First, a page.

Residential Design

VOL.3 2018

A business-to-business magazine focused on the collaborative process and talented work of residential architects and custom homebuilders.

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Page 14 of 91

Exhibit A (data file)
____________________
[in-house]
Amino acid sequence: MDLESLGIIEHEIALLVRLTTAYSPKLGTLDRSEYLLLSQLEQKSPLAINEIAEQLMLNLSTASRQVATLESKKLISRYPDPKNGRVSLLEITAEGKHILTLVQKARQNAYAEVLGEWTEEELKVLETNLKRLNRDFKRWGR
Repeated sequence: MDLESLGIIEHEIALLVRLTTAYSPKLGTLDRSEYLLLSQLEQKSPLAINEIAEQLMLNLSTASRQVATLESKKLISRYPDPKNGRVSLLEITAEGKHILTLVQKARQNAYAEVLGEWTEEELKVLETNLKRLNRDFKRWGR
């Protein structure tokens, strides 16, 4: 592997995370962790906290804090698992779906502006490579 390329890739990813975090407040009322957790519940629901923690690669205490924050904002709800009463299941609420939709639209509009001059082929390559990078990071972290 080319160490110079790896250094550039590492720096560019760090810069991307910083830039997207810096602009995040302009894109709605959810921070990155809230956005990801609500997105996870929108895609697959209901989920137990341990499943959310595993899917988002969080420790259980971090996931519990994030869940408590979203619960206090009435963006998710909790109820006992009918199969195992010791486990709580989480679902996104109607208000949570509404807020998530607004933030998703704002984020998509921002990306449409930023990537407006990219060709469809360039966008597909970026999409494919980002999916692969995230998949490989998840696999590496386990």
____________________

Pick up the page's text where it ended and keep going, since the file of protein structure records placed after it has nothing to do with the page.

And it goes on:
Busy Is As Busy Does REPP + MCLAIN DESIGN AND CONSTRUCTION TUCSON, ARIZ. Photo: Liam Frederick Photography Repp + McLain is the architect's go-to builder in Tucson, and there's a very good reason for that: They are archi- tects, too. They're a design/build firm lead by Page Repp, AIA, and Rick McLain, AIA, both trained and licensed architects. Page, who founded the business in 1996, is also a licensed con- tractor, something he learned at the feet of his father and grandfather, who were in the building trades. Their 16-person company does a mix of work, from design/build to just build, and from res- idential to restaurant and retail. What is consistent across different scopes of work and building types is that they always bring their design-thinking to the job—whether they are the lead designers or not. Such was the case for the project you'll see in our Design Lab feature on page 68, which was a veritable mash-up of talent, including two Taliesin veter- ans and the Repp + McLain team. Says Page, "We tout that in Design/Build, you don't just have a contractor, you have a team of architects building your project. We feel like that's an advantage we offer—we can execute a project with a real understanding." When working with other architects, similar advantages apply. For instance, there's no "CYA" insurance fee tacked onto their bid just because a partic- ular high-design detail is unfamiliar to them, as there might be with other custom builders. "Architects find a huge benefit in being able to ask us how we might execute an idea of theirs," Page says. "They like our deliberation and care for the craft, and our appreciation for their process. And when we do build for them, it's with their vision in mind. They don't have to explain every little thing to us." That collaboration and prob- lem-solving happens with the best custom builders, as well, but Page and Rick claim a special shorthand. In ad- dition, they have the ability to fabricate many details themselves if they can't find a trade to do it for them, something that's occurring with greater frequency given current shortages of craftspeople. Says Rick, "We do steel work, we do framing, and we do a lot of the finishes ourselves. Sometimes it's to get it done right, and sometimes it's to keep field crews busy. Having in-field teams also helps us keep an eye on other subs." This strategy serves their own design projects, too, where they can encoun- ter the same sticker-price frustration pure architectural firms face. "When we come up with ideas that are very interesting or complex, we find that if we try to take that idea and put it out to other subs, they'll often come back ex- pensive," says Page. "So that's another instance where we'll just figure out how to make it and explain it to them, or just go ahead and do it ourselves." Above: The Brewer Conner addition inserts an art studio and a breezeway leading to a new workshop space. Custom steel and concrete weather Tucson's harsh climate with grace. Far left: Page Repp, AIA. Left: Rick McLain, AIA Portraits: Courtesy Repp + McLain 15 VOL. 3, 2018 RESIDENTIALDESIGNMAGA ZINE.COM PRO-FILE BUILD

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